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"Oranges and Lemons - John Playford's English Dancing Master"

The Playfords

rec: August 28 - 30, 2006, Halle/Saale
Coviello Classics - COV 20709 (© 2007) (61'24")

anon: Blacke Almaine (Almaine for as many as will); Thomas CAMPION (1567-1620): I care not for these Ladies (Circle of couples) [1]; John PLAYFORD (1623-1686/7) (ed): An Italian Rant (Fuggi, fuggi da' lieti amanti); Bellamira/Bobbing Joe; Epping Forrest; Heart's Ease (Sing care away - Round for four); Jamaica (The Joviall Broome Man); Jenny Pluck Pears (Round for six); Lilli Burlero (Ho Brother Teague - Longways for as many as will); Newcastle (Round for eight); Oranges and Lemons (Squaire for four couples); Scotch Cap (Longways for six); The Indian Queen (Longways for as many as will); Upon a Summer's Day (I Smell a Rat - Longways for six); Henry PURCELL (1659-1695): Gentle Shepherds (An Elegy on the Death of Mr. John Playford) (Z 464); trad (English): The Star of the County Down (A constant wife);

(Sources: [1] Thomas Campion, A Book of Ayres, 1601)

Björn Werner, baritone; Annegret Fischer, recorder; Benjamin Dreßler, viola da gamba; Erik Warkenthin, archlute, chitarrone, guitar; Nora Thiele, percussion; with: Anne Schneider, soprano; Martin Ehrhardt, recorder; Claudia Mende, violin

The 17th century in England was a time of great uncertainly and instability. The Revolution, the Commonwealth under Cromwell, the Restoration of the monarchy, the plague of 1665 and the Great Fire of London in 1666 - they shook English society. It seems very plausible that these things encouraged people to look for musical entertainment, as Christoph Heyl suggests in his programme notes.

The most prominent music pinter, John Playford and his son Henry, took profit from this as they published collections of music on a regular basis. These were mainly aimed at the middle class, for most of whose members it was self-evident to be able to sing, dance or play an instrument. This doesn't mean the compositions in Palyford's publications were easily playable stuff. Many members of the middle classes must have had great musical skills. The main feature of the music in these collections was that popular ballads and tunes were predominant. Old ballads were sometimes presented with a new text. Dance music also was required as many members of the middle class took dancing lessons. In a time when public entertainment was forbidden - the years of the Commonwealth - the playing and singing in private homes was the only alternative. And this had a strong influence on the cultural climate which lasted well into the time when the monarchy was restored and with it public entertainment.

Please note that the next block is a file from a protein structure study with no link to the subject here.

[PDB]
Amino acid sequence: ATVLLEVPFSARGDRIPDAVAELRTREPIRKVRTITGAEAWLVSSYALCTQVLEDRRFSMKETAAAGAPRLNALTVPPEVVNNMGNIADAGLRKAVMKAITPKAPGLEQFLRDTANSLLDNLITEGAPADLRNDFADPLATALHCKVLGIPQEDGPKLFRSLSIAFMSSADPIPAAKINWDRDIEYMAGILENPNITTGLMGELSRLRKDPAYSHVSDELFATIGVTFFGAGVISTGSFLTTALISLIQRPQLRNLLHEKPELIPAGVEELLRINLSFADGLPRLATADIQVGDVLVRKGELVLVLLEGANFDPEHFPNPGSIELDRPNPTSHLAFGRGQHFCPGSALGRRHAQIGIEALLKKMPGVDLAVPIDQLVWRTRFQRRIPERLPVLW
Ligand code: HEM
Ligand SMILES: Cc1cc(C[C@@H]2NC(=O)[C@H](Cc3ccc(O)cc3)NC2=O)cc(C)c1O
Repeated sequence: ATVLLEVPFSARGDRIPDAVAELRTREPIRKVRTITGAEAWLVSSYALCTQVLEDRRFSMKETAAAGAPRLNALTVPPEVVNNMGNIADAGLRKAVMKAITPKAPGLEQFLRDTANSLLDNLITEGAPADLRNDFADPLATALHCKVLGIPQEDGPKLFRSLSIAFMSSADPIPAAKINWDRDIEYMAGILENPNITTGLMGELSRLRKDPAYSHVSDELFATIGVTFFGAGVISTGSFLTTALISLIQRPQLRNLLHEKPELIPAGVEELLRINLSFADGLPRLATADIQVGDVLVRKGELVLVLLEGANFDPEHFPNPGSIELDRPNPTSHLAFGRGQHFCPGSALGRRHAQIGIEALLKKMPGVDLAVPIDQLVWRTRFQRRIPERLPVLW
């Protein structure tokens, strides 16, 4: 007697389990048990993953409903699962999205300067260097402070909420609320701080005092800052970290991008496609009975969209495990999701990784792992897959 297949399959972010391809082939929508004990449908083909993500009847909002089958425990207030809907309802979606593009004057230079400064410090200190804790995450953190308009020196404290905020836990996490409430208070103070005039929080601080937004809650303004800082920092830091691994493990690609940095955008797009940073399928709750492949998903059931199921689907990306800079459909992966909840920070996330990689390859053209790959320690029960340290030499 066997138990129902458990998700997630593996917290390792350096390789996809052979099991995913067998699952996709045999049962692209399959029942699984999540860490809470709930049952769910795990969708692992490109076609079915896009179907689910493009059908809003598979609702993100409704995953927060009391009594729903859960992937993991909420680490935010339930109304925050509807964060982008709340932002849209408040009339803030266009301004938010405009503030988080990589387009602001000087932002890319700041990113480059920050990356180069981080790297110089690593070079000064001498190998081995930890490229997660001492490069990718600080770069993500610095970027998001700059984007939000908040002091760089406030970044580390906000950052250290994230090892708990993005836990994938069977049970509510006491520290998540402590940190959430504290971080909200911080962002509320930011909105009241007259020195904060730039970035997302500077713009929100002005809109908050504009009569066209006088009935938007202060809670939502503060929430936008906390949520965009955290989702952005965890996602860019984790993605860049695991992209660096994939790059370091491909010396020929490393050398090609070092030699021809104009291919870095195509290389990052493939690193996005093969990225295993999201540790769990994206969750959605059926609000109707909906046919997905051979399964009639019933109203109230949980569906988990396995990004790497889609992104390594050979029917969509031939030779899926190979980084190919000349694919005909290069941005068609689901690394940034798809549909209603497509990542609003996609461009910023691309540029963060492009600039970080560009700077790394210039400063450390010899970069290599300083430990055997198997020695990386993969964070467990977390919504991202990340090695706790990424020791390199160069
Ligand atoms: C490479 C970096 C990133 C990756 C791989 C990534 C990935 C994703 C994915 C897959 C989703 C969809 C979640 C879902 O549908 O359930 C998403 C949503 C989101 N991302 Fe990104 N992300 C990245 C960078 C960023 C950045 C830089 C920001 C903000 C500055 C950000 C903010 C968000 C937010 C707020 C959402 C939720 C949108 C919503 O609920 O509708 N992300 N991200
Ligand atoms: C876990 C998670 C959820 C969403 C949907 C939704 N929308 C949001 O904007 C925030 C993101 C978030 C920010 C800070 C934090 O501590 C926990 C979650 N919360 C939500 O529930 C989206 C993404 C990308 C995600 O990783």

One of the most successful collections printed by John Playford was The Dancing Master of 1651. It was reprinted no less than 18 times until 1728. Pieces from it are played on discs with English music of the 17th century, but I have never before encountered a disc almost entirely devoted to this collection and comparable music from other sources. In addition two pieces of a more 'sophisticated' character are performed: two songs by Thomas Campion and Henry Purcell respectively. The latter's Gentle Shepherd being an Elegy on the Death of Mr. John Playford appropriately closes the disc. Playford is mentioned as the composer of the pieces from the Dancing Master, but that is anything but certain. Also the dance choreographies are probably made by others.

The melodies are not always of English origin. Many of them can be found in other European countries, like Germany and Italy, and in the collection Der Fluyten Lust-Hof of the Dutch recorder player Jacob van Eyck. There is also much uncertainty as to how these melodies should be performed, as they are all printed with a single melodic line. There is no harmonisation, no basso continuo part and there are no references to the original ballads or songs or suggestions regarding instrumentation. Therefore an ensemble has to make their own arrangements of this repertoire, and this means that the players need to have a thorough understanding of the performance practices in 17th-century England as well as fantasy and improvisational skills.

As far as I can tell the members of The Playfords meet these requirements, and that leads to an enjoyable and entertaining programme. In addition we get here an interesting portrait of musical life in 17th-century England, illustrating the writings from the time, for instance the diaries of Sir Samuel Pepys. Least successful are the contributions of soprano Anne Schneider, especially because of her vibrato which is totally out of place here. It particularly spoils Purcell's Elegy. Björn Werner catches the character of this music better. But the largest part of this disc is filled with instrumental music, and this has been performed very well. It is a bit of a shame that the ballads are not performed at full length here. With the skills of the players it shouldn't have been a problem to perform them with enough variety to keep the listener's attention. Also disappointing is the unhistoric pronunciation of the English texts.
But that doesn't withhold me from recommending this disc to those who like this kind of repertoire.

Johan van Veen (© 2009)

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